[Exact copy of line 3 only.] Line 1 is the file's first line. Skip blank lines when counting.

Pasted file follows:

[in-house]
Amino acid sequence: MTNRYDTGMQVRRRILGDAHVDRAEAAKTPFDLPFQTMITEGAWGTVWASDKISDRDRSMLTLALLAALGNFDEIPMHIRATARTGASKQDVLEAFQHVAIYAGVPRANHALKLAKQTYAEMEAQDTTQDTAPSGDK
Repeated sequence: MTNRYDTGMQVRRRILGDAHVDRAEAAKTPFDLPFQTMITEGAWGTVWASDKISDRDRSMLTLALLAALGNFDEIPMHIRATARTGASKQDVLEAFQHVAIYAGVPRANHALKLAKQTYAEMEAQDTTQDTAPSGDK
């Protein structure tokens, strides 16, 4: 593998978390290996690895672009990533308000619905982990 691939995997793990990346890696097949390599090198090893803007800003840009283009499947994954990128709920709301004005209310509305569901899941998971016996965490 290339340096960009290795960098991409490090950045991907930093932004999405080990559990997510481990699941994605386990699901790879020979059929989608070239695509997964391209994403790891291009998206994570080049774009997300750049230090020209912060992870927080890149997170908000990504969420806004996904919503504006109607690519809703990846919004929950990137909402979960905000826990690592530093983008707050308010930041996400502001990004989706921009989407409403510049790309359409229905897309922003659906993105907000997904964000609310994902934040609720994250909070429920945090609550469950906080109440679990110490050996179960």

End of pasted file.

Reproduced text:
Repeated sequence: MTNRYDTGMQVRRRILGDAHVDRAEAAKTPFDLPFQTMITEGAWGTVWASDKISDRDRSMLTLALLAALGNFDEIPMHIRATARTGASKQDVLEAFQHVAIYAGVPRANHALKLAKQTYAEMEAQDTTQDTAPSGDK